The picture above is a bit more relaxing to look at as opposed to the media barrage of the coronavirus and stock market (do you know where I took the pic, hint in CO, email me if you know).

The Coronavirus has caused stock markets around the world to quickly sell off as irrational exuberance quickly reverses to irrational pessimism on the economy. The fed attempted to stop the slide with a 1/2% rate cut which under ordinary circumstances would help, but in these uncertain times the markets continued their decline. How will this recent selloff impact real estate?  Will this be a repeat of 2008?

What happened?

Markets around the world are gripped by fear that the first “pandemic” in recent history could be upon us.  This has caused a basic shutdown in international travel and in many cases supply chains as China is gripped by not just the coronavirus, but fears of the virus.  This fear has spread from China throughout the world and recently to the United States.

Currently the market has no historical reference to price in the downside risk from a prospective pandemic so the best option for many market participants is to sell now and ask questions later.  This has led to panic in many cases that the worst is yet to come.

The positive:

As fear grips the market, demand for safe havens has skyrocketed. The number one safe haven is United States Treasuries.  As demand increases so has the price of US government bonds which have caused yields to plummet (remember yields work in inverse to price).  Furthermore, the federal reserve recently cut rates by ½% of a percent which is putting further pressure on treasury yields.

With a rapid decline in 10 year treasuries, mortgage rates are also falling to fresh lows.  With the rapid decline in rates, consumers have considerably greater purchasing power.  This is essentially putting a “floor” under real estate prices as prices are becoming relatively cheaper due to the decline in rates.


Consumer confidence: The wild card

How consumers react from the media barrage of negative information will be the wild card.  I suspect that over the next month or so we will see a pullback in consumer confidence and ultimately large purchases like houses and cars.  How much the consumer pulls back is the million-dollar question. The next question is will the consumer bounce back quickly from the pullback and will this be a v based recovery or more of an elongated U?  How these questions are ultimately resolved will determine the pain felt by general economy and ultimately real estate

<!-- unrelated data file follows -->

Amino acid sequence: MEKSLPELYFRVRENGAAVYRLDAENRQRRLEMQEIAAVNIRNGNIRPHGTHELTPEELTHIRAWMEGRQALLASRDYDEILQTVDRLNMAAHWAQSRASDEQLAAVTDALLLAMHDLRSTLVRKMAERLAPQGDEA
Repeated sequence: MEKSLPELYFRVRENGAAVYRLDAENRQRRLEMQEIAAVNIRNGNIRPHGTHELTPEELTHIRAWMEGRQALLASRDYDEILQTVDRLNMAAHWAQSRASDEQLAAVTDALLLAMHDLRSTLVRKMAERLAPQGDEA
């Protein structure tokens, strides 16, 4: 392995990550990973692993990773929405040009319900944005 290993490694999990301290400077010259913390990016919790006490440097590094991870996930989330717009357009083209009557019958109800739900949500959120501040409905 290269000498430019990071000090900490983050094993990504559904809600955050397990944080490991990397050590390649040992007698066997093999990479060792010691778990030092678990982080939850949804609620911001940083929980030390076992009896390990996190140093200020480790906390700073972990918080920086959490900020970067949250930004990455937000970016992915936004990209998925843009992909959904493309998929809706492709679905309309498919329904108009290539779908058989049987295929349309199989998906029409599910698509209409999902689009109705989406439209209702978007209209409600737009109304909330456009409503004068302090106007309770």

Will we repeat 2008 with a real estate debacle?

I think it is doubtful that we will have a meltdown to the same magnitude of 2008 for three reasons: inventory, underwriting, and rates.  First, in the last 12 years inventory has been constrained, the number of building starts and spec building is considerably lower than before the 2008 meltdown.  Without lots of excess inventory in most markets, prices will stay relatively stable.  Along with controlled inventory, for the most part, underwriting has been considerably better.  The old “stated” loans are a historic relic and most banks have been considerably more conservative on their underwriting.  This should help reduce the amount of foreclosures as borrowers are better able to weather the next storm. Finally, low rates will allow consumers more purchasing power and/or the ability to refinance into a lower rate to reduce their monthly payments.


Just as the markets have gone up irrationally in the last 6 months, they are now swinging the other direction to the downside.  Eventually the markets will appropriately price in risk and the markets will stabilize.  I don’t see the coronavirus bringing the markets to a 2008 like crisis, but there will be some short-term pain in the economy and real estate.  Structurally the economy is doing well and the coronavirus should just be a minor speed bump.  Now is the time to sit back and not react one way or the other.  Long term the economy will stabilize and real estate looks unlikely to repeat the woes of 2008.


I need your help!

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Written by Glen Weinberg, COO/ VP Fairview Commercial Lending.  Glen has been published as an expert in hard money lending, real estate valuation, financing, and various other real estate topics in Bloomberg, Businessweek ,the Colorado Real Estate Journal, National Association of Realtors MagazineThe Real Deal real estate news, the CO Biz Magazine, The Denver Post, The Scotsman mortgage broker guide, Mortgage Professional America and various other national publications.


Fairview is a hard money lender specializing in private money loans / non-bank real estate loans in Georgia, Colorado, Illinois, and Florida. They are recognized in the industry as the leader in hard money lending with no upfront fees or any other games. Learn more about Hard Money Lending through our free Hard Money Guide.  To get started on a loan all we need is our simple one page application (no upfront fees or other games).